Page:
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Amazing History of Telemedicine: How It Began

Some may think that telemedicine, with its advanced features and methods that seem to come from sci-fi movies, has only been around for a couple of years. While it may be true that telemedicine has evolved by leaps and bounds in this decade only, this concept has been around for quite some time.

It can be said that telemedicine has been around since pretty much the same time that doctors and communication have been existing. Technology and the health industry has always gone hand in hand when it comes to coming up with ways to promote better health.

This article aims to discuss how telemedicine all began, and it highlights significant developments of this concept through the years, from its beginnings to up to the present. Through this, we will see how telemedicine has evolved into the incarnation that we all now know and enjoy.

Ancient Examples of Telemedicine

Before the invention of telecommunication devices such as telephones or radios, ancient people have already had a primitive form of telemedicine. This can be as simple as having a messenger traveling on foot to provide medical information from a doctor or patient, or even delivering medicine to the sick.

Others, such as the Greeks or Native Americans, utilize signaling systems that can symbolize deaths, births, or plagues. These can come in the form of some signals, horns, drums, or fires with certain patterns representing specific meaning.

The Birth of Telecommunication

Before telephones and radio, we had the telegraph. This medium was used to report deaths or sickness, primarily during the Civil War. However, it was after the invention of phones and radio equipment that telemedicine really found its footing.

In the early 1900s, there was an illustration of a doctor attending to a patient via a rudimentary communications device that is capable of video signals, which was not possible during the time but served as a sign of things to come. Hospitals, however, were quickly utilizing phones to communicate with patients within the localized vicinity.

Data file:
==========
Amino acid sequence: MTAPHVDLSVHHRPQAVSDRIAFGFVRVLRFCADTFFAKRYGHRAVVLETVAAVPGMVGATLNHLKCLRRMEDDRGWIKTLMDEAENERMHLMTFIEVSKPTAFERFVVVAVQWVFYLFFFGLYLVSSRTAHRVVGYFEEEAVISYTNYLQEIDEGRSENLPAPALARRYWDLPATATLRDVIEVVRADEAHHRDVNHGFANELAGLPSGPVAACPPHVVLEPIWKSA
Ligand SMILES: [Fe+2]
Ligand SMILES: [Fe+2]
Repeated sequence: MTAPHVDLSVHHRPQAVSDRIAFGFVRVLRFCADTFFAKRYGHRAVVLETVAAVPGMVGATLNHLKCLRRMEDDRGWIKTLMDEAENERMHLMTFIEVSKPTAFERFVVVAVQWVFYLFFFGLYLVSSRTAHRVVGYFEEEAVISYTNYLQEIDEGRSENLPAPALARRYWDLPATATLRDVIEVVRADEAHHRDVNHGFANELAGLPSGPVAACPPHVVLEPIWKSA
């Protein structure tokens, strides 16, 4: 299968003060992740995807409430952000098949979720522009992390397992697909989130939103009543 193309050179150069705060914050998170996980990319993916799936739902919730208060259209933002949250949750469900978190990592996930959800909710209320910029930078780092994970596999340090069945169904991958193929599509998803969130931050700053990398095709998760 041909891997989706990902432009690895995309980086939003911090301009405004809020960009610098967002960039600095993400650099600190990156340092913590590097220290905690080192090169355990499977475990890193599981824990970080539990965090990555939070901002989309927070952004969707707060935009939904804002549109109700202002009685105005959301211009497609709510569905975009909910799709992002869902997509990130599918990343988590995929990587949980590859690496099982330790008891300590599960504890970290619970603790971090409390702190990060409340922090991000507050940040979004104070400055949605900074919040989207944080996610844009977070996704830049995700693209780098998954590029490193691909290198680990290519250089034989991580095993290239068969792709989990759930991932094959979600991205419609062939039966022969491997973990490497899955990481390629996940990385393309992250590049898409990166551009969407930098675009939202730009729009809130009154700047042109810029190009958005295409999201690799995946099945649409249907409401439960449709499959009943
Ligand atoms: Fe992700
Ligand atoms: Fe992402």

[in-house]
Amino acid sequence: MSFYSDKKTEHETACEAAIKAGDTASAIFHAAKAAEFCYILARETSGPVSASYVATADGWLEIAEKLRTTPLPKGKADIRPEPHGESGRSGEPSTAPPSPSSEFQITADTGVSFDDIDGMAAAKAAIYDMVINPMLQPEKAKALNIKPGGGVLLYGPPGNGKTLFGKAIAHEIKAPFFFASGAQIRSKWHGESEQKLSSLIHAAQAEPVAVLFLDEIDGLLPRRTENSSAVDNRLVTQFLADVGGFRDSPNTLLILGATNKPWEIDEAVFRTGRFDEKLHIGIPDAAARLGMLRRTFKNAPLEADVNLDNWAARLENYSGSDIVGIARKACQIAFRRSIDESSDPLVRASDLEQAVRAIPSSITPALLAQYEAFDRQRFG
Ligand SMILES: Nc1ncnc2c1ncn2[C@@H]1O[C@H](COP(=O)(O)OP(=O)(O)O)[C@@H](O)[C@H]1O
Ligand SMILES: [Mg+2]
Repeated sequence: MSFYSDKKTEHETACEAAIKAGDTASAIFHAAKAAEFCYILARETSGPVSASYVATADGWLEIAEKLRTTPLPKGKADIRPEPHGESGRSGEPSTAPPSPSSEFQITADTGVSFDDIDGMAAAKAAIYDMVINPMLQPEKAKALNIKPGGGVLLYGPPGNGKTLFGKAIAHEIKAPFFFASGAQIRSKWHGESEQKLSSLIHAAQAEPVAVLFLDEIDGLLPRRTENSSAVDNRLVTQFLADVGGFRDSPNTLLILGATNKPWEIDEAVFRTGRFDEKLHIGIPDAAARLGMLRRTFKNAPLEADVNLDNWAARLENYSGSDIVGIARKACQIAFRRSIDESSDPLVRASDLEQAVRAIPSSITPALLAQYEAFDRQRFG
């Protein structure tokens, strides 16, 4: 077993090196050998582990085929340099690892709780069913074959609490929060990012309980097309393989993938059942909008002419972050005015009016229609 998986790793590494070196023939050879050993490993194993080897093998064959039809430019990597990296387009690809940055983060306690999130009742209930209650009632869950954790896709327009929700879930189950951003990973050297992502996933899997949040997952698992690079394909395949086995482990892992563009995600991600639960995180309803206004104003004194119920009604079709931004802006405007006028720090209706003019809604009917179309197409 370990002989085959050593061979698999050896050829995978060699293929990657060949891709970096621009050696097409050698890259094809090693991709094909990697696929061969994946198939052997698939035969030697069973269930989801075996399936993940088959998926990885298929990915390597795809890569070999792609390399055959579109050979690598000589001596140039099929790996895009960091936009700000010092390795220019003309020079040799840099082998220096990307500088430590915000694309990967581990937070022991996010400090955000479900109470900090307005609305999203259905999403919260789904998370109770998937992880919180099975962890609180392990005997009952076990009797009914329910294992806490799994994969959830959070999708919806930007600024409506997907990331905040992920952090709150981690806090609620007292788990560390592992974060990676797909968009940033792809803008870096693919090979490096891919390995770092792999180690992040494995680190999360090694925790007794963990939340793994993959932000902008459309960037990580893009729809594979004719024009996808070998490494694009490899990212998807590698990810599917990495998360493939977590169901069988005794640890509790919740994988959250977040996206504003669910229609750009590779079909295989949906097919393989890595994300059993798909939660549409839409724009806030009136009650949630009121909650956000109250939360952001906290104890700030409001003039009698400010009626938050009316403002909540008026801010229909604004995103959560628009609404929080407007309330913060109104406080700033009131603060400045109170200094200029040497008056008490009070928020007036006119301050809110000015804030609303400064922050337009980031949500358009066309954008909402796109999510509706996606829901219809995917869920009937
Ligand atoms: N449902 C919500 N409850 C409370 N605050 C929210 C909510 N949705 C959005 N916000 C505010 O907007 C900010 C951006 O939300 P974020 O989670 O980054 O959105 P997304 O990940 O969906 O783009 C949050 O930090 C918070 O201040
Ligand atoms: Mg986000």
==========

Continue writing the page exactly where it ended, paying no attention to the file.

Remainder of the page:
A prime example of telemedicine used in diagnosing disease came from Pennsylvania, where in radiology images were sent via telephone line. A decade later, Canada followed suit with a system that performed the same functions but with a wider range.

The University of Nebraska, on the other hand, utilized an early form of videoconferencing to link medical students as well as hospitals. This allowed information to be passed and consultations to be held without requiring physical presence to the location. This was done during the 1950s and 60s.

Other initiatives during this period included the STARPAHC, or the Space Technology Applied to Rural Papago Advanced Health Care. Spearheaded by NASA, the project piloted this telemedicine program to Native Americans with the purpose of using the technology to monitor the health of astronauts.

Many other research and investments were made in telemedicine during this era, which aimed to primarily service specific demographics such as:

  • Those in areas of conflict or war
  • Those located in remote locations such as the Arctic
  • Those incarcerated in prisons
  • Those found in rural communities with limited access to hospitals